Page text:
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Military Salute


There are many theories about the history and origins of the military salute, some dating back to Roman times and medieval Europe when knights would raise their visors to demonstrate that they were friendly. It’s uncertain where the military salute derived from, but it’s certain that the military salute is a required part of being in the military today.

Since the United States was formed as the men and women broke away from British rule, they carried many British customs over with them, one of those possibly being the military salute. Let’s examine the military salute, its history, and the rules and how-to’s of all things United States military salute.

History of the Military Salute

The military salute might have originated in the U.K., but we’re going to look at its origins in the United States. In early American history, the salute was sometimes accompanied or replaced by the removal of a hat or headdress. In British history, during the early 1800s, the constant removal of the hat was of great concern because it caused more wear and tear on the hat, which would mean more money to have to replace the hats. Instead, they were ordered to clap their hands to their hats and bow when passing someone by. For the British, this salute evolved to an open hand, palm to the front salute by the 19th century, and remains so to this day.

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The United States adopted a similar salute, but it fell more in line with the Royal Navy, the British naval force, in which the palm faced down, as opposed to out. The downturned palm was believed to be implemented because working on ships would cause very dirty hands. Showing a palm-facing-out dirty hand would be disrespectful so that’s how they adapted to the issue. The U.S. chose the palm facing down, which historians believed was inspired by the Royal Navy.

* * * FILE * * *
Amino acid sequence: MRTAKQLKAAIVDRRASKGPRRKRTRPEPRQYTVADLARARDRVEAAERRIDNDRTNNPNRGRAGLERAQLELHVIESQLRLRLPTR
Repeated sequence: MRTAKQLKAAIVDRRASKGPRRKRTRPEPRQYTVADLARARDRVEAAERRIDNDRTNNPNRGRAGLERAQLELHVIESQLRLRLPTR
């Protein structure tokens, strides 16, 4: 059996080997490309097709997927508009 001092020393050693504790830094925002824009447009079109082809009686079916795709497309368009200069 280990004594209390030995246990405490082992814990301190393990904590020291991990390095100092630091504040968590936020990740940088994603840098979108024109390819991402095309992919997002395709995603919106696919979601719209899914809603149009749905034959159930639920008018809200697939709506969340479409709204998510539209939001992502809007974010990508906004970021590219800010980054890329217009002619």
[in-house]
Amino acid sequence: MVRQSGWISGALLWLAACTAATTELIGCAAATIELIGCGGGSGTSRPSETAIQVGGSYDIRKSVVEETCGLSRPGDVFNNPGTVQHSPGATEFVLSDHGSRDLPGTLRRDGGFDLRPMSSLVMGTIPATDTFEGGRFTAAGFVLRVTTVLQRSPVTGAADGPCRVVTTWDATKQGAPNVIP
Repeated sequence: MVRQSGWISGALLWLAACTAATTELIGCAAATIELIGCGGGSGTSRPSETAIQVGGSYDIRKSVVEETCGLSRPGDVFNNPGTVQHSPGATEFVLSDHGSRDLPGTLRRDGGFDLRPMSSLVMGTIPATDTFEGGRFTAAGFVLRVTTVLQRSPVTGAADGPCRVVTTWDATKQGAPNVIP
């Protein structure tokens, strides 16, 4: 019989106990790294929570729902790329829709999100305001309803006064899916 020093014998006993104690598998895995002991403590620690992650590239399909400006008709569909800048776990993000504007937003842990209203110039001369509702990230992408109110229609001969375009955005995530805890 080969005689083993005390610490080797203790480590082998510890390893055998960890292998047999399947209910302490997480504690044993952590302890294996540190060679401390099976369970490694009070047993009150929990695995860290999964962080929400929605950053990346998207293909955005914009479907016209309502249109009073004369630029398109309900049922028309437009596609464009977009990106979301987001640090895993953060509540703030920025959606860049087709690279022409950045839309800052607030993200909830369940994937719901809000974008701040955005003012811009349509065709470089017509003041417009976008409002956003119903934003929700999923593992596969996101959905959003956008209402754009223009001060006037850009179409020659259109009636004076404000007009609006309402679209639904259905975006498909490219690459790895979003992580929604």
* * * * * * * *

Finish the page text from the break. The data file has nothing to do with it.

When To Use the Military Salute

The military salute isn’t just an exchange of honor, it’s a sign of respect to the work that each other has put into being a member of the United States military, and it’s also a prescribed regulation.

The military salute is often misunderstood by the public, and anyone not familiar with military customs. It can appear to be a sign of servility since the junior members of the military are saluting those with a higher ranking, but it’s a sign of recognition, and a sign of camaraderie because everyone in the military has put in effort and sacrifice. The higher-ranking member extends that respect back to the junior member. The fact that the junior member salutes first is just military etiquette.

According to the Army Regulations 600-25, there are times when a military salute is required. It states that “All Army personnel in uniform are required to salute when they meet and recognize persons entitled to the salute. Salutes will be exchanged between officers (commissioned and warrant) and enlisted personnel, and with personnel of
the Armed Forces of the United States (Army, Navy, Air Force, Marine Corps, Coast Guard), the commissioned corps of the National Oceanic and Atmospheric Administration, and the commissioned corps of the Public Health Service
entitled to the salute.”

The regulations go on to state that, “The junior person shall salute first. Accompanying the rendering of the hand salute with an appropriate greeting such as, “Good Morning, Sir” or “Good Morning, Ma’am” is encouraged. Personnel will not salute indoors except when reporting to a superior officer. The practice of saluting officers in official vehicles (recognized individually by rank or identifying vehicle plates and/or flags) is considered an appropriate courtesy and will be observed. Salutes are not required to be rendered by or to personnel who are driving or riding in privately owned vehicles, except by gate guards who will render salutes to recognized officers in all vehicles unless duties are of such a nature as to make the salute impractical. When military personnel are acting as drivers of a moving vehicle, they should not initiate a salute.”